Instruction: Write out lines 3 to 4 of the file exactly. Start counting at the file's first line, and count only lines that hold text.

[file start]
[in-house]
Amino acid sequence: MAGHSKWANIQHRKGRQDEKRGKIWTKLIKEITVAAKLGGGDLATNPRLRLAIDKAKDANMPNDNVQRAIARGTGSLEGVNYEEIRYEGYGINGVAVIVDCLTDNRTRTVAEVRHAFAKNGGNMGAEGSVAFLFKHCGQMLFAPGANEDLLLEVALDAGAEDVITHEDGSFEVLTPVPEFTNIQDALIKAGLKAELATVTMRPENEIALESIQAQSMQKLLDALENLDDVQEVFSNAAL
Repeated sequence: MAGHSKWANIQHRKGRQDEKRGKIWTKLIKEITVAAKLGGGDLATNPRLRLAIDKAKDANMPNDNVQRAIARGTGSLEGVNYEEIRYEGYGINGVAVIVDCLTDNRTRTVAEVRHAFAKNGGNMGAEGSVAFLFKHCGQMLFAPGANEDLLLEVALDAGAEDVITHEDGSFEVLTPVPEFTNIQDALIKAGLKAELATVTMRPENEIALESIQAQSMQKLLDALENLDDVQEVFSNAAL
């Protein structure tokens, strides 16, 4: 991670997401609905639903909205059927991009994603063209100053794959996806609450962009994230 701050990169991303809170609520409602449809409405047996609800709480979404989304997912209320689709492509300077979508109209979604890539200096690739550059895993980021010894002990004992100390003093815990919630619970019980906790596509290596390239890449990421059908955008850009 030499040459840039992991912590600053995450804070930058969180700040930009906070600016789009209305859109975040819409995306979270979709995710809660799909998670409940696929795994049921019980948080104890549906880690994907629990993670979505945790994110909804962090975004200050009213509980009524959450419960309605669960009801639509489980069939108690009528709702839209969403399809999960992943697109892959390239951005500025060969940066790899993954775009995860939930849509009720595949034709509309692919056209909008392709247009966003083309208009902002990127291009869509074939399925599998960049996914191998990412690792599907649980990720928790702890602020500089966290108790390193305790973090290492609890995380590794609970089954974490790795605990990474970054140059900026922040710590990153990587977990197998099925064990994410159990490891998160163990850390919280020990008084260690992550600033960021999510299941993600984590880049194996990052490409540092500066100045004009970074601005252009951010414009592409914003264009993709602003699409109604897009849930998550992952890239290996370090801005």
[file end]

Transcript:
Repeated sequence: MAGHSKWANIQHRKGRQDEKRGKIWTKLIKEITVAAKLGGGDLATNPRLRLAIDKAKDANMPNDNVQRAIARGTGSLEGVNYEEIRYEGYGINGVAVIVDCLTDNRTRTVAEVRHAFAKNGGNMGAEGSVAFLFKHCGQMLFAPGANEDLLLEVALDAGAEDVITHEDGSFEVLTPVPEFTNIQDALIKAGLKAELATVTMRPENEIALESIQAQSMQKLLDALENLDDVQEVFSNAAL
């Protein structure tokens, strides 16, 4: 991670997401609905639903909205059927991009994603063209100053794959996806609450962009994230 701050990169991303809170609520409602449809409405047996609800709480979404989304997912209320689709492509300077979508109209979604890539200096690739550059895993980021010894002990004992100390003093815990919630619970019980906790596509290596390239890449990421059908955008850009 030499040459840039992991912590600053995450804070930058969180700040930009906070600016789009209305859109975040819409995306979270979709995710809660799909998670409940696929795994049921019980948080104890549906880690994907629990993670979505945790994110909804962090975004200050009213509980009524959450419960309605669960009801639509489980069939108690009528709702839209969403399809999960992943697109892959390239951005500025060969940066790899993954775009995860939930849509009720595949034709509309692919056209909008392709247009966003083309208009902002990127291009869509074939399925599998960049996914191998990412690792599907649980990720928790702890602020500089966290108790390193305790973090290492609890995380590794609970089954974490790795605990990474970054140059900026922040710590990153990587977990197998099925064990994410159990490891998160163990850390919280020990008084260690992550600033960021999510299941993600984590880049194996990052490409540092500066100045004009970074601005252009951010414009592409914003264009993709602003699409109604897009849930998550992952890239290996370090801005």